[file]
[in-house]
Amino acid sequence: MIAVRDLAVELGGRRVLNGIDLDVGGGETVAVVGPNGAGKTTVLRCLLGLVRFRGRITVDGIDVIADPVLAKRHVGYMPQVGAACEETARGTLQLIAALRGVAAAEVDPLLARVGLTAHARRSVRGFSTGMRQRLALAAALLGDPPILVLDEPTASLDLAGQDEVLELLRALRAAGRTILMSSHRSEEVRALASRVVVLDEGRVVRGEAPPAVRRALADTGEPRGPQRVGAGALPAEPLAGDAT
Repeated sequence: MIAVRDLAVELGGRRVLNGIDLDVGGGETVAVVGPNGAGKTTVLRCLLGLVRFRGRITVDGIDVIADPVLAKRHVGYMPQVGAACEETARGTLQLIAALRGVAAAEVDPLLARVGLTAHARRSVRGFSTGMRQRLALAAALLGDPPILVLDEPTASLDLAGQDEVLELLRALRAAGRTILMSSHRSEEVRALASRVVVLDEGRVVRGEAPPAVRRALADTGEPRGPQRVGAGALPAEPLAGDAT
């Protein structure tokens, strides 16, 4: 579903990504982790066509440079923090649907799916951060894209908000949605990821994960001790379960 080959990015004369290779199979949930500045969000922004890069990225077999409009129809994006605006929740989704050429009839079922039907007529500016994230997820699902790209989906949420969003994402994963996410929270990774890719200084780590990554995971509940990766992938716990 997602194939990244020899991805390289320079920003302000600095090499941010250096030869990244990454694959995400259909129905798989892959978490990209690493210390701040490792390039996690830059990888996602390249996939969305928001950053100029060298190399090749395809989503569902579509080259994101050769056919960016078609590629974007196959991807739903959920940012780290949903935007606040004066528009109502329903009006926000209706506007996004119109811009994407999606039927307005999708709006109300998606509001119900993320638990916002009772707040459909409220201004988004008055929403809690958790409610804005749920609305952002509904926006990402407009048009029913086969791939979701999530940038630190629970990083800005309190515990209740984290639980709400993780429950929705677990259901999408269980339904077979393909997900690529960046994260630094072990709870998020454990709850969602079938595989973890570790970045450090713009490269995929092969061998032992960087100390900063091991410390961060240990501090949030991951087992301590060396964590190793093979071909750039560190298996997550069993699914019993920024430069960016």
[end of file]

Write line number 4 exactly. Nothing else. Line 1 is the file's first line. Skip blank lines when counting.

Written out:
């Protein structure tokens, strides 16, 4: 579903990504982790066509440079923090649907799916951060894209908000949605990821994960001790379960 080959990015004369290779199979949930500045969000922004890069990225077999409009129809994006605006929740989704050429009839079922039907007529500016994230997820699902790209989906949420969003994402994963996410929270990774890719200084780590990554995971509940990766992938716990 997602194939990244020899991805390289320079920003302000600095090499941010250096030869990244990454694959995400259909129905798989892959978490990209690493210390701040490792390039996690830059990888996602390249996939969305928001950053100029060298190399090749395809989503569902579509080259994101050769056919960016078609590629974007196959991807739903959920940012780290949903935007606040004066528009109502329903009006926000209706506007996004119109811009994407999606039927307005999708709006109300998606509001119900993320638990916002009772707040459909409220201004988004008055929403809690958790409610804005749920609305952002509904926006990402407009048009029913086969791939979701999530940038630190629970990083800005309190515990209740984290639980709400993780429950929705677990259901999408269980339904077979393909997900690529960046994260630094072990709870998020454990709850969602079938595989973890570790970045450090713009490269995929092969061998032992960087100390900063091991410390961060240990501090949030991951087992301590060396964590190793093979071909750039560190298996997550069993699914019993920024430069960016």